All truly the Army way, despite Regina having left the Army more than seven years ago.
When Alexis turned back to her, she said, “Okay, back to our business. As I was saying, I’m stepping out for about an hour. Are you due anywhere?”
“Nope. I’m here all afternoon.”
“Great. Because…” Alexis’s shoulders slumped. “We need to do another monthly roundup.” She gestured toward the local Boy Scout troop calendar on the wall, open to the month of March. The picture was of two Scouts whittling down pieces of wood. One of these Scouts, fair-skinned and freckled but with dark brown eyes and hair, was Regina’s son, Miko.
Regina dropped her eyes, and the last bit of warmth she’d felt from her receiving the package shriveled up. The talk. The talk of business finances, and whether The Perfect Day Catering would survive. She stood quickly to walk Alexis out. “Yes, of course.”
Alexis nodded and led the way to the kitchen.
Regina’s eyes swept across the humble starter kitchen, cozy even for her staff of five part-time employees. One hundred percent of her employees had other jobs elsewhere, which made for, sometimes, a hodgepodge of a skeleton crew whose employment loyalties were challenged by their steadier paychecks. Despite its three-year anniversary coming up, The Perfect Day Catering still clamored for purchase in their military town, where there was a limited amount of clientele.
Currently, two employees rolled lumpia, and one skewered marinated pork onto sticks. One was off to the side making batter for Food for the Gods. And their last and newest employee, the culprit of the crash, was at the sink washing vegetables he had, indeed, dropped, now flanked by Alexis.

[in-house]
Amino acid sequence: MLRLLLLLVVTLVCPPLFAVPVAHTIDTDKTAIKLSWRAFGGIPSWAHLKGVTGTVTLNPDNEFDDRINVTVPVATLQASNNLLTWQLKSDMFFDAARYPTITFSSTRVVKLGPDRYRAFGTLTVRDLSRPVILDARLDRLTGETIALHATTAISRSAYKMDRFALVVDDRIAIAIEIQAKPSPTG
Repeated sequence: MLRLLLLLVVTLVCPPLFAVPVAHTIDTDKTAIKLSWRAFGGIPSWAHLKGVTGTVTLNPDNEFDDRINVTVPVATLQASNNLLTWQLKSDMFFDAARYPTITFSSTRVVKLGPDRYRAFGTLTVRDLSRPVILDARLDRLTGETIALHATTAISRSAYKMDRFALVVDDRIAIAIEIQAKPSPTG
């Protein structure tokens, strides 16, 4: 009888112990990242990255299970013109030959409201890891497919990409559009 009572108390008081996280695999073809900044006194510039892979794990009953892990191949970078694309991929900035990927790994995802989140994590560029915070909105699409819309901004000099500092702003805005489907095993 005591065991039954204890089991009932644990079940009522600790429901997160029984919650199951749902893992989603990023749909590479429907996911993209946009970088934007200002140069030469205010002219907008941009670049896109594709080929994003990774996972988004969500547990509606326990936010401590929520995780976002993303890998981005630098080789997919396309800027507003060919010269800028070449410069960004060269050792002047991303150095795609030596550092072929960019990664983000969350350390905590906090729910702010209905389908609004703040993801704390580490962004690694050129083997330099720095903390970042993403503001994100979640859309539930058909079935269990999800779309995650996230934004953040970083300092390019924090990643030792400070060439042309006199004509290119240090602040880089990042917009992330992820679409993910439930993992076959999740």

Soon, all of these parts would come together like an orchestra. The next night was the biggest catering job they’d had yet, an eighteenth-birthday party. The Filipino debutante party, wedding-like in scale, was a departure from their usual promotion party and Army-unit event. The event would boast a coordinated dance, a princess dress worn by the celebrant, and a horse-drawn carriage that would sit in front of the VFW for picture taking.
The event had been a risk to undertake, but it was time to level up. Not only was it the rare occasion that Regina could fix the recipes she’d learned from her own mother—because there weren’t a ton of Filipino cultural events happening in their tiny town—but the company had nothing in the books scheduled for another month. The profit from this debutante party was already earmarked for rent and utilities, leaving little for much else.
Regina’s tummy soured at the thought.
“What are you thinking about?” a voice whispered from behind her, which made Regina jump and spin around.